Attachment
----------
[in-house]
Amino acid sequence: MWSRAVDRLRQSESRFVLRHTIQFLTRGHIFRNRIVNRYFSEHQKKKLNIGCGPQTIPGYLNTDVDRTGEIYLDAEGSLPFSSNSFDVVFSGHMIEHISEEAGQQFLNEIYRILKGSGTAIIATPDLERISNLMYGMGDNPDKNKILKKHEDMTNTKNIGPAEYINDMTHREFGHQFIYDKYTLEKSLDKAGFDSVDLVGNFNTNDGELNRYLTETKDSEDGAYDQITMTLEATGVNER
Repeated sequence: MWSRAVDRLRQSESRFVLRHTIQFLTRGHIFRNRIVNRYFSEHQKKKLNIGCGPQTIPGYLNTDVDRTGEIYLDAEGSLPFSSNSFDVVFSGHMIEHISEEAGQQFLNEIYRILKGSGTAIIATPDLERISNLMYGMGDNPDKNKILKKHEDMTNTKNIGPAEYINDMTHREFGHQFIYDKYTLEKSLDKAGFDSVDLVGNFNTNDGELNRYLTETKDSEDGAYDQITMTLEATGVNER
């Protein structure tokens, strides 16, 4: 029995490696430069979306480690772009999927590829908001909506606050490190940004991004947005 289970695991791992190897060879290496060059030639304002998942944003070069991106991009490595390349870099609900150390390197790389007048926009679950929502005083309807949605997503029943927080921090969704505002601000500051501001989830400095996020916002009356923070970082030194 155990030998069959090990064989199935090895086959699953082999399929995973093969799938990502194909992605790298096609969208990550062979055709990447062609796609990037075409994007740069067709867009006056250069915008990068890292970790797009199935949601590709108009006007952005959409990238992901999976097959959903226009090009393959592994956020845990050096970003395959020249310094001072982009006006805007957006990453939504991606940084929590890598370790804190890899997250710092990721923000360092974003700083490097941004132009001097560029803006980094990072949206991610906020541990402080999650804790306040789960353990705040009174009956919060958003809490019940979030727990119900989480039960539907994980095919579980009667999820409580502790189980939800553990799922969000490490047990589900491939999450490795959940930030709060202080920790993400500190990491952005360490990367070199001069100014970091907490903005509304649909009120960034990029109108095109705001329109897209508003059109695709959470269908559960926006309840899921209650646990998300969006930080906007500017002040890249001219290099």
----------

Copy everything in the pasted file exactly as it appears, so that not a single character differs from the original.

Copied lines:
[in-house]
Amino acid sequence: MWSRAVDRLRQSESRFVLRHTIQFLTRGHIFRNRIVNRYFSEHQKKKLNIGCGPQTIPGYLNTDVDRTGEIYLDAEGSLPFSSNSFDVVFSGHMIEHISEEAGQQFLNEIYRILKGSGTAIIATPDLERISNLMYGMGDNPDKNKILKKHEDMTNTKNIGPAEYINDMTHREFGHQFIYDKYTLEKSLDKAGFDSVDLVGNFNTNDGELNRYLTETKDSEDGAYDQITMTLEATGVNER
Repeated sequence: MWSRAVDRLRQSESRFVLRHTIQFLTRGHIFRNRIVNRYFSEHQKKKLNIGCGPQTIPGYLNTDVDRTGEIYLDAEGSLPFSSNSFDVVFSGHMIEHISEEAGQQFLNEIYRILKGSGTAIIATPDLERISNLMYGMGDNPDKNKILKKHEDMTNTKNIGPAEYINDMTHREFGHQFIYDKYTLEKSLDKAGFDSVDLVGNFNTNDGELNRYLTETKDSEDGAYDQITMTLEATGVNER
């Protein structure tokens, strides 16, 4: 029995490696430069979306480690772009999927590829908001909506606050490190940004991004947005 289970695991791992190897060879290496060059030639304002998942944003070069991106991009490595390349870099609900150390390197790389007048926009679950929502005083309807949605997503029943927080921090969704505002601000500051501001989830400095996020916002009356923070970082030194 155990030998069959090990064989199935090895086959699953082999399929995973093969799938990502194909992605790298096609969208990550062979055709990447062609796609990037075409994007740069067709867009006056250069915008990068890292970790797009199935949601590709108009006007952005959409990238992901999976097959959903226009090009393959592994956020845990050096970003395959020249310094001072982009006006805007957006990453939504991606940084929590890598370790804190890899997250710092990721923000360092974003700083490097941004132009001097560029803006980094990072949206991610906020541990402080999650804790306040789960353990705040009174009956919060958003809490019940979030727990119900989480039960539907994980095919579980009667999820409580502790189980939800553990799922969000490490047990589900491939999450490795959940930030709060202080920790993400500190990491952005360490990367070199001069100014970091907490903005509304649909009120960034990029109108095109705001329109897209508003059109695709959470269908559960926006309840899921209650646990998300969006930080906007500017002040890249001219290099």